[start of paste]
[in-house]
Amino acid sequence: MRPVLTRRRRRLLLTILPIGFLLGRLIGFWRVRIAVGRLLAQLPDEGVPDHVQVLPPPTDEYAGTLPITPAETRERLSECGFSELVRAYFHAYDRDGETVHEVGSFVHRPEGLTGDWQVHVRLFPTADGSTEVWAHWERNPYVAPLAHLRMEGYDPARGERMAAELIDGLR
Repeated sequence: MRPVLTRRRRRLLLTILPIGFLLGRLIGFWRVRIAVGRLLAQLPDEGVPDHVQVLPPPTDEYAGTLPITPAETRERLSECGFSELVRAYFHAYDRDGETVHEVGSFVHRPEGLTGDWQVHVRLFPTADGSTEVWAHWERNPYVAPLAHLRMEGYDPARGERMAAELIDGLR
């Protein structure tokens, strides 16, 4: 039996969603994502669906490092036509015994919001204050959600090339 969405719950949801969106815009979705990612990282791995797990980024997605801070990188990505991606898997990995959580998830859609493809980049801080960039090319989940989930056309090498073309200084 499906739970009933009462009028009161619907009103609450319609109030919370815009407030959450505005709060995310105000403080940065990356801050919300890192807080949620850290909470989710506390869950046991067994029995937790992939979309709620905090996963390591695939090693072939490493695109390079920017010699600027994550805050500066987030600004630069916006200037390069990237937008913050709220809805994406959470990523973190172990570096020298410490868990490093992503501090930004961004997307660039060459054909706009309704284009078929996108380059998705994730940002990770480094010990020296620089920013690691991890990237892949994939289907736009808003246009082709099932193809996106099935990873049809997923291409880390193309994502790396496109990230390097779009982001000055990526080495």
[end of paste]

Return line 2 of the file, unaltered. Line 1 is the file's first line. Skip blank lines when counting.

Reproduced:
Amino acid sequence: MRPVLTRRRRRLLLTILPIGFLLGRLIGFWRVRIAVGRLLAQLPDEGVPDHVQVLPPPTDEYAGTLPITPAETRERLSECGFSELVRAYFHAYDRDGETVHEVGSFVHRPEGLTGDWQVHVRLFPTADGSTEVWAHWERNPYVAPLAHLRMEGYDPARGERMAAELIDGLR